A Hidden Life: Two Perspectives
Introduction by Sean Connolly
Since 2016, Joe Gleason (South Bend) has been on assignment from the community to work as an editor for the film director Terrence Malick. (Malick’s 2011 masterpiece The Tree of Life was recently named the number one film of the decade by the Associated Press.) The film Joe worked on has been playing in theaters since December. It’s called A Hidden Life.
A Hidden Life tells the story of Franz Jägerstätter, an Austrian farmer and devout Christian who was executed by the Nazis in 1943. The title of the film comes from the 19th-century novel Middlemarch, by George Eliot, “for the growing good of the world is partly dependent on unhistoric acts; and that things are not so ill with you and me as they might have been, is half owing to the number who lived faithfully a hidden life, and rest in unvisited tombs.”
Writing in The Wall Street Journal, critic John Anderson said, “With A Hidden Life and the story of Franz Jägerstätter, the director [Malick] has found the ideal vehicle for his cosmic inquiries, and has created a film that is mournful, memorable and emotionally exhilarating.”
He added, “The editing, by Rehman Nizar Ali, Joe Gleason and Sebastian Jones, is superb.”
In a note to community members, Joe wrote, “I cannot adequately express my gratitude for the gift of this amazing community. I may be temporarily in a different city, but my heart is and always will be with the People of Praise. Thank you for your prayers, love and support as I’ve worked on this once-in-a-lifetime project.”
In this issue of V&B, we are delighted to publish two essays about A Hidden Life written by community members Andrew Zwerneman (northern Virginia) and Elizabeth Pease (Servant Branch).
Elizabeth Pease's piece is presented below. You can find Andrew Zwerneman's piece here.
Seeing the Invisible
by Elizabeth Pease
Franz Jägerstätter was a man whose motivation came from the constant conversation he had with an invisible and inaudible friend—the God he chose to follow to the cross. Drafted to serve in the Nazi army during World War II, Jägerstätter refused to take the required oath of loyalty to Hitler and was guillotined for it, leaving behind his wife, Franziska (Fani) and three small daughters.
On the surface, this outwardly clearcut plot (the brutal ending is never in doubt) accompanied by a complex inner struggle seems an unlikely fit for the visual medium of film. But in Terrence Malick’s A Hidden Life, a combination of effects—scenes of rural beauty, snatches of real letters between Franz and Fani, crescendos of music and the oppressive drones of Nazi planes—forms a symphony that helps those of us on the outside see and understand what’s happening within. Malick’s latest film shows us the hidden life of a Christian couple, two ordinary people deciding with God how to respond to the good and evil of their time.
Since his 1978 Days of Heaven, Malick has become famous for exactly this—letting us in on the inner landscape of his characters. We hear their fragmented thoughts and bits of what others have said to them in voice-over. Repeated images or phrases of music become symbolic triggers associated with a particular emotion or idea, like the way a certain smell can put us immediately back in a memory.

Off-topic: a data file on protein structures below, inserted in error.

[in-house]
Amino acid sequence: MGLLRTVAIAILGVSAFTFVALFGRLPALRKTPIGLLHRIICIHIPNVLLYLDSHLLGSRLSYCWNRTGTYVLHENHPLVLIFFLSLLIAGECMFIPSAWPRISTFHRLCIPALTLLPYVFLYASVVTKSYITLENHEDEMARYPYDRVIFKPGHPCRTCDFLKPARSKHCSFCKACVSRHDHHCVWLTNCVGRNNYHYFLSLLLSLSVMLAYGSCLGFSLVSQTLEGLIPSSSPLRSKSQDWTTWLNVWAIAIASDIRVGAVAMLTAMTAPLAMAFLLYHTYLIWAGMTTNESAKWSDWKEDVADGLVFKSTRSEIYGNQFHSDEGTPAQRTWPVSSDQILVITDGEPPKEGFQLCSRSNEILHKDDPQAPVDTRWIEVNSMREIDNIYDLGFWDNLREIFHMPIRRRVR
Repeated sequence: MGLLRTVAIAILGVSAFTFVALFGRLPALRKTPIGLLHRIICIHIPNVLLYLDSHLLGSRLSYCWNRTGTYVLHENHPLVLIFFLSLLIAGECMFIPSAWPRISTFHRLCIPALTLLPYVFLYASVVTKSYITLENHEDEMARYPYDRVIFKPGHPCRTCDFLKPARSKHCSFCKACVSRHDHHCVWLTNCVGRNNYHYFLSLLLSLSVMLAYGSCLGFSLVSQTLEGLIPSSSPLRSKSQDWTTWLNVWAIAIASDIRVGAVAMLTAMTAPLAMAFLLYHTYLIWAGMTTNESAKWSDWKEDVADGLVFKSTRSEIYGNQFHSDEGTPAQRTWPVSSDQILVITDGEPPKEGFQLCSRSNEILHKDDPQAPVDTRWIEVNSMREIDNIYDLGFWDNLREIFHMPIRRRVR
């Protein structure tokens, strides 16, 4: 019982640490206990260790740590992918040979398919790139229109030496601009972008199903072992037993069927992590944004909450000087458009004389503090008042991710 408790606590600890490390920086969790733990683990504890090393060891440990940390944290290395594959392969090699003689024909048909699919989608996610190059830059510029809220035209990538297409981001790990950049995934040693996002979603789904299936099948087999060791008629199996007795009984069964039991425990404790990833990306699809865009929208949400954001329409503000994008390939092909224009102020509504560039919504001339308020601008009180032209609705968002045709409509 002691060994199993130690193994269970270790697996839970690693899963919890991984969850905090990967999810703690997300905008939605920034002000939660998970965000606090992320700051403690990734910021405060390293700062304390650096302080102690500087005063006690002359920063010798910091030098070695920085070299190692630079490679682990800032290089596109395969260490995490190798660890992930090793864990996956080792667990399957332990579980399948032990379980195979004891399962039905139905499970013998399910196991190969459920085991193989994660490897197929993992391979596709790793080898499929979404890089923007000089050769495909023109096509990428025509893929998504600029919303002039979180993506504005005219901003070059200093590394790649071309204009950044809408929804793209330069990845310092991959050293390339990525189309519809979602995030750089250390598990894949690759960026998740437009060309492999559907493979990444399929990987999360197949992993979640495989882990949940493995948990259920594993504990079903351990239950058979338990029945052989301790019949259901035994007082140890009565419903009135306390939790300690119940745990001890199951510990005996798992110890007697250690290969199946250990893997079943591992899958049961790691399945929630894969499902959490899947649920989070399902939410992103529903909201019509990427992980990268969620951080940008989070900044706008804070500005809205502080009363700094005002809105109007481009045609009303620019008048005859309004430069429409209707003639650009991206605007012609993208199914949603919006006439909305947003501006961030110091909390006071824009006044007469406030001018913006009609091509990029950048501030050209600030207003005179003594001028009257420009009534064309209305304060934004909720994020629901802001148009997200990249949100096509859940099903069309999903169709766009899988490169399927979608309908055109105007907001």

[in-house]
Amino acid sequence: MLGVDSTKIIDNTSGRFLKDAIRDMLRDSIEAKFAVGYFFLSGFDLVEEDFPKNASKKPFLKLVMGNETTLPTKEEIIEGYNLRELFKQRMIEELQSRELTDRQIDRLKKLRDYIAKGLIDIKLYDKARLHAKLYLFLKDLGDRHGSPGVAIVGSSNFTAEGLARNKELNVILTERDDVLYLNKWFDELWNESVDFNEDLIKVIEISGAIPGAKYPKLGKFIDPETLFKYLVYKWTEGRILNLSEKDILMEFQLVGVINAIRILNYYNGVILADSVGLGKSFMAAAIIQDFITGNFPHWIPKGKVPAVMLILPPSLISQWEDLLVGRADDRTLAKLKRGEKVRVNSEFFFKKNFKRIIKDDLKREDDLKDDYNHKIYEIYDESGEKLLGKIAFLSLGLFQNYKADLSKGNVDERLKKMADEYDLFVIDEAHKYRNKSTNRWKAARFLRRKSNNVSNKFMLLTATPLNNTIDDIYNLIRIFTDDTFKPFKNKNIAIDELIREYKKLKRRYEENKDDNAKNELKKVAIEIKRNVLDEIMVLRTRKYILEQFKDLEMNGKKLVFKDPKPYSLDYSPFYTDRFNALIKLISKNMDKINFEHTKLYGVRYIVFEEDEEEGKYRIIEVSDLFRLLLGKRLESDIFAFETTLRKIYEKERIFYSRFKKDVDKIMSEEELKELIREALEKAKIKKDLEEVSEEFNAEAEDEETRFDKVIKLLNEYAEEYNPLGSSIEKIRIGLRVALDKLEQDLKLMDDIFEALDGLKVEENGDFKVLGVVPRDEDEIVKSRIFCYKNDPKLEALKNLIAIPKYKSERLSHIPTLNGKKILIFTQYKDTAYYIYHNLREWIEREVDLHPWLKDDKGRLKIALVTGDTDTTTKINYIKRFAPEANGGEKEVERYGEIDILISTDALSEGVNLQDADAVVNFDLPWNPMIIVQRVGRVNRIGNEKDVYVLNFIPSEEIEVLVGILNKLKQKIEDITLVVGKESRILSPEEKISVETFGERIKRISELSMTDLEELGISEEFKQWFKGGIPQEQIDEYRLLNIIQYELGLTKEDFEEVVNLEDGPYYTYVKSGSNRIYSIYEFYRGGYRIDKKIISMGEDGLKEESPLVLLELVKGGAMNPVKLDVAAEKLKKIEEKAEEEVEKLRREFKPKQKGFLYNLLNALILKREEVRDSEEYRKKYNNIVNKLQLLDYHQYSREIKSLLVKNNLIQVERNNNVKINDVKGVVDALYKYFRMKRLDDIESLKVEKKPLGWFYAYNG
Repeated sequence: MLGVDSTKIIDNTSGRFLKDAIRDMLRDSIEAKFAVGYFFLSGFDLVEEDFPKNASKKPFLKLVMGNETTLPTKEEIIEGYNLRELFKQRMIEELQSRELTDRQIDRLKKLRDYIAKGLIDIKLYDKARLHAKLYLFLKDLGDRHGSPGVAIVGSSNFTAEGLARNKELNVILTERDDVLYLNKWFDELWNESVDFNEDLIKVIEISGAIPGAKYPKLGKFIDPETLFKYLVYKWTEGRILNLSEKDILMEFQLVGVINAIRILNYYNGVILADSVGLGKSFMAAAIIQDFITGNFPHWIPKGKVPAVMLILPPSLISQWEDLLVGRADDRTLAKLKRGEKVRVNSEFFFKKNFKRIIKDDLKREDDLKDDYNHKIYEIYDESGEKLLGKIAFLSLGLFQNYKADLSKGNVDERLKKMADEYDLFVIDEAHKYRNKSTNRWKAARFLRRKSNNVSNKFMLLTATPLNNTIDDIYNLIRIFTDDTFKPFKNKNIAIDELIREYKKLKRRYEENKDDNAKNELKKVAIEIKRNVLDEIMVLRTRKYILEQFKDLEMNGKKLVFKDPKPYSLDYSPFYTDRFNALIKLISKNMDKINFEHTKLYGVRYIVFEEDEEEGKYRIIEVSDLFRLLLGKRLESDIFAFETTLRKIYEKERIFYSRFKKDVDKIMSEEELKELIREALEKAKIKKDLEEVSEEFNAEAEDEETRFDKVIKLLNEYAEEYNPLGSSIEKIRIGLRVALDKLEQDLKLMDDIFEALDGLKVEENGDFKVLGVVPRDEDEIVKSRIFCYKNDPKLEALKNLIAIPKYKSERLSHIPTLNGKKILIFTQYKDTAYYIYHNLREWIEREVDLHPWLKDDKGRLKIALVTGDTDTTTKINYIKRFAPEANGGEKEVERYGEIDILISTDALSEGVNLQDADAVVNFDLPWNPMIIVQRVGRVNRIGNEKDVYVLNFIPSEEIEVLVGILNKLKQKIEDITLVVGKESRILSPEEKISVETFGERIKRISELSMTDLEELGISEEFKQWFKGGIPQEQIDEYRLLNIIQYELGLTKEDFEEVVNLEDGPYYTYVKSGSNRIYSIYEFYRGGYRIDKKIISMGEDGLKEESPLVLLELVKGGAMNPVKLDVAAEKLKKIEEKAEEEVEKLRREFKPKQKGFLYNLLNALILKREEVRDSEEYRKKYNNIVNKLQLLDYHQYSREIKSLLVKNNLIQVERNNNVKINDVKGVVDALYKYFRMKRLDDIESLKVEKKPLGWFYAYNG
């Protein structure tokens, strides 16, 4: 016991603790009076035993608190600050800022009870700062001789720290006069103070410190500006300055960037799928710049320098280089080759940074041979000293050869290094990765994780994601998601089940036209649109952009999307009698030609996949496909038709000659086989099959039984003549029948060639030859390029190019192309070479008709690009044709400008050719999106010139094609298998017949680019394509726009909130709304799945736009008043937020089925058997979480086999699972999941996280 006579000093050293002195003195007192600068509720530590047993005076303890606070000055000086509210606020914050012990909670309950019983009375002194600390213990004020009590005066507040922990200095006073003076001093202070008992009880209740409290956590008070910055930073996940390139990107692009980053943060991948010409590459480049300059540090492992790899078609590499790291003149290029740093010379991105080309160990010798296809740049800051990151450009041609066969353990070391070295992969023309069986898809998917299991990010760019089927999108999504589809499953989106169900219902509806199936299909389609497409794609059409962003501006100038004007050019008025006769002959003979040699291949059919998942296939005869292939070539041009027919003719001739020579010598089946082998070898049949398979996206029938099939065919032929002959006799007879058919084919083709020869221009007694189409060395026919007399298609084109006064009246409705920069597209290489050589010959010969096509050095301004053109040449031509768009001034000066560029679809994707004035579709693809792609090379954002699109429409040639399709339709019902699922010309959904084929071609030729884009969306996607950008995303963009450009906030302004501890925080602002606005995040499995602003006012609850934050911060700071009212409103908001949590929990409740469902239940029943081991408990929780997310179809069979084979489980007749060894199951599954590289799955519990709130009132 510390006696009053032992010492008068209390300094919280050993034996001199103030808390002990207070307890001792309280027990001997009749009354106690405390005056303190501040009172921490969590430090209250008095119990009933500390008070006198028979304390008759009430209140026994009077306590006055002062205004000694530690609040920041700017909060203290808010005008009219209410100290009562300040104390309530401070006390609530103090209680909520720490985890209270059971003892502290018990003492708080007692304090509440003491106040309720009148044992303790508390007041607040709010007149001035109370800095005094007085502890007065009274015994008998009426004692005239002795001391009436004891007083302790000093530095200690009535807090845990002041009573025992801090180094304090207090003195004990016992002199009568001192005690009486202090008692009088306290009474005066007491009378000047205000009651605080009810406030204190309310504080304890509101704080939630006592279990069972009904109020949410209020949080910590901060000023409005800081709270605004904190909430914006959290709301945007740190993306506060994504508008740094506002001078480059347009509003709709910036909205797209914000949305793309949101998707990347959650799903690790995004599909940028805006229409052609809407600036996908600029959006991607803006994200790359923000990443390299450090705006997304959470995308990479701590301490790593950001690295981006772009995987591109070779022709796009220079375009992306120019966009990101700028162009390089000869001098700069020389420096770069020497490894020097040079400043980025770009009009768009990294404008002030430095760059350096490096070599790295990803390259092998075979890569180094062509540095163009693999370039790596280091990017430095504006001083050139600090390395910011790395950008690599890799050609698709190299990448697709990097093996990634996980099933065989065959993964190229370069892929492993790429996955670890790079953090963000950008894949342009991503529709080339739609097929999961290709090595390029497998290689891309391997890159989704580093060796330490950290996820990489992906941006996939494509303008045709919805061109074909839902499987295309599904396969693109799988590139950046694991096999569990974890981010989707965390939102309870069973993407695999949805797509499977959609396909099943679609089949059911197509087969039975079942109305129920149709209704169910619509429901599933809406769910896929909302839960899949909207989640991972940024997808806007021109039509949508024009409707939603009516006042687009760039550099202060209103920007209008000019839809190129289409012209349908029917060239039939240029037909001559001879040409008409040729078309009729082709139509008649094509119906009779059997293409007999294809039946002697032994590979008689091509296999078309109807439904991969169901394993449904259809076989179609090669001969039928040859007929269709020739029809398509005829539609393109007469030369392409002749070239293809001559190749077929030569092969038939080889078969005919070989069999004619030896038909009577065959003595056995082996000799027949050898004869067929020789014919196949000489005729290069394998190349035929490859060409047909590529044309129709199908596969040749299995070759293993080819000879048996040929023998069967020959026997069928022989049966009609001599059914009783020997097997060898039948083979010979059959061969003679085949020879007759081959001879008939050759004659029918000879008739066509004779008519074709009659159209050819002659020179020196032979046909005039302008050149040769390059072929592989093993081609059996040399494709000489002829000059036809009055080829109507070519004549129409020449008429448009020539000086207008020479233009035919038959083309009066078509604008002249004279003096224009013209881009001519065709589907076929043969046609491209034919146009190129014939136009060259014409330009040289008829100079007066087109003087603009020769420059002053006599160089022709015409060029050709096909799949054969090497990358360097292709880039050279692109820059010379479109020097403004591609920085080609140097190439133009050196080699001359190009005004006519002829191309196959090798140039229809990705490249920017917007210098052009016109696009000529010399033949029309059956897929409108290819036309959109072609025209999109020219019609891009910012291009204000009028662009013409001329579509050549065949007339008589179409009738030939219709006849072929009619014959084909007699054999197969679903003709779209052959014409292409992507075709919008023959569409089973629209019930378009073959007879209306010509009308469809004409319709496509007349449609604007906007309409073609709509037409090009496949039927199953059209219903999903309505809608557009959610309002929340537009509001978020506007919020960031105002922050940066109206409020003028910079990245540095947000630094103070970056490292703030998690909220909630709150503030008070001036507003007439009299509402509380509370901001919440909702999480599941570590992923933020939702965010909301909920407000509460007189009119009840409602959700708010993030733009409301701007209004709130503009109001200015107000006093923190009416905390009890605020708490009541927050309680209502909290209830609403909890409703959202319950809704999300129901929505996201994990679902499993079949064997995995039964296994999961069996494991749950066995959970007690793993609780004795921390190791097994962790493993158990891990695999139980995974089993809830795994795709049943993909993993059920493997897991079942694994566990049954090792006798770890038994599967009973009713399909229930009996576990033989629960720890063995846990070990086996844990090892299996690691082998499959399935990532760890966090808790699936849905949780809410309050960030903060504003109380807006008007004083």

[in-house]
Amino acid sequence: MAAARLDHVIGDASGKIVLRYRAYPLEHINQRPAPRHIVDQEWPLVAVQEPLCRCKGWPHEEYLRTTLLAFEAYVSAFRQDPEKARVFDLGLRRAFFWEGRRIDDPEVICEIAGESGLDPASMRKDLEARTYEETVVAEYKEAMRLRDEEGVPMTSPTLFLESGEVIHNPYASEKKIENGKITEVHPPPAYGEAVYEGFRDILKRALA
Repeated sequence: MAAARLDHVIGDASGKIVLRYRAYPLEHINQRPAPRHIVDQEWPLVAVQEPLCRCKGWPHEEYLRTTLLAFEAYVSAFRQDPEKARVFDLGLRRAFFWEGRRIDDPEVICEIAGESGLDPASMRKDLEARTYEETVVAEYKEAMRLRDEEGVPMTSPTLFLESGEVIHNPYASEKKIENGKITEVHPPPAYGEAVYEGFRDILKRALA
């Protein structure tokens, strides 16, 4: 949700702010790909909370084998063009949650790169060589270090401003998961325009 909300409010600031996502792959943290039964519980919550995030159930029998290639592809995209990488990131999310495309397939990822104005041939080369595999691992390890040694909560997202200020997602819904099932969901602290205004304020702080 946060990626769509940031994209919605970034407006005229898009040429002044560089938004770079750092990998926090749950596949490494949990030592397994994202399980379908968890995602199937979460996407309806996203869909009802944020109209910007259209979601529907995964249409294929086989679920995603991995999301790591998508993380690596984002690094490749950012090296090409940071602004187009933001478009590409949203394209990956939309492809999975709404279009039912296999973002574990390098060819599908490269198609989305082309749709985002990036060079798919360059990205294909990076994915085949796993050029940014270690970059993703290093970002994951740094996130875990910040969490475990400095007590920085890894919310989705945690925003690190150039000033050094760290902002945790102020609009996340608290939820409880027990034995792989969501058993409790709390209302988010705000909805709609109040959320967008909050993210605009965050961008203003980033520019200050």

A Hidden Life opens by introducing some of the notes that will be used to create the symphony. There’s a voice-over from Franz, “I thought we could build our nest high up . . . fly away like birds to the mountains . . .” His voice is interrupted by Nazi propaganda footage—a plane, Hitler waving to adoring crowds, a giant bonfire. Then we see the Jägerstätters at work on their farm, and the Austrian mountains bathed in sunlight. There’s the sound of wind, and there’s running water: a waterfall, a river. These are the symbols of the heavenly nest birds fly away to.
Another early sequence provides our first introduction to the voice calling Franz. With the camera inside a dark doorway looking out to the sunlit mountainside, Franz enters the town’s small church and pulls the bell rope. He walks alone to the edge of a field where the forest begins. There’s a soft swell of music. The camera sweeps away from Franz and upward to the treeline, to the sky and sunlight. Franz looks sharply over his shoulder, and we wonder, who’s there? What has he heard? On the mountainside, a blindfolded and smiling Franz stumbles after Fani and the girls, who creep silently around him, hitting metal jugs with spoons. He knows they’re present, if just out of reach.
Later, Franz stands in the light outside a dark doorway, and walks away from it. Storm clouds gather over the mountains. Hearing thunder, Franz looks up from his work in the field and over his shoulder into the distance. A moment later, he paces in the sunlit vestibule of the church. This time, Franz acts on his experience with that voice—he’s made a decision. He walks with his parish priest on the road outside and voices the fateful words for the first time, “Father, if I’m called up, I can’t serve.”